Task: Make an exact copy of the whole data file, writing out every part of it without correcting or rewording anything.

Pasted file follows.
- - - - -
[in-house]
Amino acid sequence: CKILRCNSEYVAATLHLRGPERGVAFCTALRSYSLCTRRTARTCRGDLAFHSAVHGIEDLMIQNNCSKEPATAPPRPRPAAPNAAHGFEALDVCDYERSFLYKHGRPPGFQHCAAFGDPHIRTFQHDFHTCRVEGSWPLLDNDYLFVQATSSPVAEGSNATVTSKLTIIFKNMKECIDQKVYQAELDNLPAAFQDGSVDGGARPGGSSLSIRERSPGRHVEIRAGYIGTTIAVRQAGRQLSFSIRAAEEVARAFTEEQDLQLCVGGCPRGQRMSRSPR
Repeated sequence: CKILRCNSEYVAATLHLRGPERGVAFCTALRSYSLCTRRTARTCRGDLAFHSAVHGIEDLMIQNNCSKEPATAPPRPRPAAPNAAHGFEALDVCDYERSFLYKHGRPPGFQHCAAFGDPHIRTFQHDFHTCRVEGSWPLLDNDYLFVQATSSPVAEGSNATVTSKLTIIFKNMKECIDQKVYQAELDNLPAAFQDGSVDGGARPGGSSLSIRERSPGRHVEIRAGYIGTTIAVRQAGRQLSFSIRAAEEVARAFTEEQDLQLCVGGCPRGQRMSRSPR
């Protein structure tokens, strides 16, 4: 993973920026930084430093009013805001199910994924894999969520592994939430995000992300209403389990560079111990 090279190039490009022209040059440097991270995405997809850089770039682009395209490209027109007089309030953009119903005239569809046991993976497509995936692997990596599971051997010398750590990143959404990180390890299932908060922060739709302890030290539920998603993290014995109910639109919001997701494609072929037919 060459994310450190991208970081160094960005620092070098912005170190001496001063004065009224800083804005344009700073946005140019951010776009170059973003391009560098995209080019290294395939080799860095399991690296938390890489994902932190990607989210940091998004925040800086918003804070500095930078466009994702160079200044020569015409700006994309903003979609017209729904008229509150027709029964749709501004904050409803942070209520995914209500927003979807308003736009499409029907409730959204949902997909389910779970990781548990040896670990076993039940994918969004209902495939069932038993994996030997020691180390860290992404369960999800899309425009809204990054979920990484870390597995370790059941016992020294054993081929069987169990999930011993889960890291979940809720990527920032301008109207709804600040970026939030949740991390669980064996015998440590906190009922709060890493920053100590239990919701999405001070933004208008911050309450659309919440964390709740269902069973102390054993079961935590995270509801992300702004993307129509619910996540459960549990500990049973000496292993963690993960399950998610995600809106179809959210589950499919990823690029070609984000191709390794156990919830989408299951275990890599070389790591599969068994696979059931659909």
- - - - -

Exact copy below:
[in-house]
Amino acid sequence: CKILRCNSEYVAATLHLRGPERGVAFCTALRSYSLCTRRTARTCRGDLAFHSAVHGIEDLMIQNNCSKEPATAPPRPRPAAPNAAHGFEALDVCDYERSFLYKHGRPPGFQHCAAFGDPHIRTFQHDFHTCRVEGSWPLLDNDYLFVQATSSPVAEGSNATVTSKLTIIFKNMKECIDQKVYQAELDNLPAAFQDGSVDGGARPGGSSLSIRERSPGRHVEIRAGYIGTTIAVRQAGRQLSFSIRAAEEVARAFTEEQDLQLCVGGCPRGQRMSRSPR
Repeated sequence: CKILRCNSEYVAATLHLRGPERGVAFCTALRSYSLCTRRTARTCRGDLAFHSAVHGIEDLMIQNNCSKEPATAPPRPRPAAPNAAHGFEALDVCDYERSFLYKHGRPPGFQHCAAFGDPHIRTFQHDFHTCRVEGSWPLLDNDYLFVQATSSPVAEGSNATVTSKLTIIFKNMKECIDQKVYQAELDNLPAAFQDGSVDGGARPGGSSLSIRERSPGRHVEIRAGYIGTTIAVRQAGRQLSFSIRAAEEVARAFTEEQDLQLCVGGCPRGQRMSRSPR
């Protein structure tokens, strides 16, 4: 993973920026930084430093009013805001199910994924894999969520592994939430995000992300209403389990560079111990 090279190039490009022209040059440097991270995405997809850089770039682009395209490209027109007089309030953009119903005239569809046991993976497509995936692997990596599971051997010398750590990143959404990180390890299932908060922060739709302890030290539920998603993290014995109910639109919001997701494609072929037919 060459994310450190991208970081160094960005620092070098912005170190001496001063004065009224800083804005344009700073946005140019951010776009170059973003391009560098995209080019290294395939080799860095399991690296938390890489994902932190990607989210940091998004925040800086918003804070500095930078466009994702160079200044020569015409700006994309903003979609017209729904008229509150027709029964749709501004904050409803942070209520995914209500927003979807308003736009499409029907409730959204949902997909389910779970990781548990040896670990076993039940994918969004209902495939069932038993994996030997020691180390860290992404369960999800899309425009809204990054979920990484870390597995370790059941016992020294054993081929069987169990999930011993889960890291979940809720990527920032301008109207709804600040970026939030949740991390669980064996015998440590906190009922709060890493920053100590239990919701999405001070933004208008911050309450659309919440964390709740269902069973102390054993079961935590995270509801992300702004993307129509619910996540459960549990500990049973000496292993963690993960399950998610995600809106179809959210589950499919990823690029070609984000191709390794156990919830989408299951275990890599070389790591599969068994696979059931659909």